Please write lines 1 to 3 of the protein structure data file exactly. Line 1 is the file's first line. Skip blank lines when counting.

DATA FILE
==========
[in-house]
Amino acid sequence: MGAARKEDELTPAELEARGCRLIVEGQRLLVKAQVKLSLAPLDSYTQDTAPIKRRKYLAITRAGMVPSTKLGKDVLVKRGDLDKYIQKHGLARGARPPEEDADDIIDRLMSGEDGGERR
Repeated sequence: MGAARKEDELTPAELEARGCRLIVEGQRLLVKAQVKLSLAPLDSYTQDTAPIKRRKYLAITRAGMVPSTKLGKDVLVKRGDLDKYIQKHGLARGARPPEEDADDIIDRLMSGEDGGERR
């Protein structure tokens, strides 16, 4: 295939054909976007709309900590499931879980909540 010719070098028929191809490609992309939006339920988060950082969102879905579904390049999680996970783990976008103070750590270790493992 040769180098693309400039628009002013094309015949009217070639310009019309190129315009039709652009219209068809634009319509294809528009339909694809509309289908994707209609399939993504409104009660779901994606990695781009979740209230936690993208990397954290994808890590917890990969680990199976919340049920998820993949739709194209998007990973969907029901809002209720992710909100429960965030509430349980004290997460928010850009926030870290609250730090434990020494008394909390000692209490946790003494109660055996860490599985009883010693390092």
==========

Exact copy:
[in-house]
Amino acid sequence: MGAARKEDELTPAELEARGCRLIVEGQRLLVKAQVKLSLAPLDSYTQDTAPIKRRKYLAITRAGMVPSTKLGKDVLVKRGDLDKYIQKHGLARGARPPEEDADDIIDRLMSGEDGGERR
Repeated sequence: MGAARKEDELTPAELEARGCRLIVEGQRLLVKAQVKLSLAPLDSYTQDTAPIKRRKYLAITRAGMVPSTKLGKDVLVKRGDLDKYIQKHGLARGARPPEEDADDIIDRLMSGEDGGERR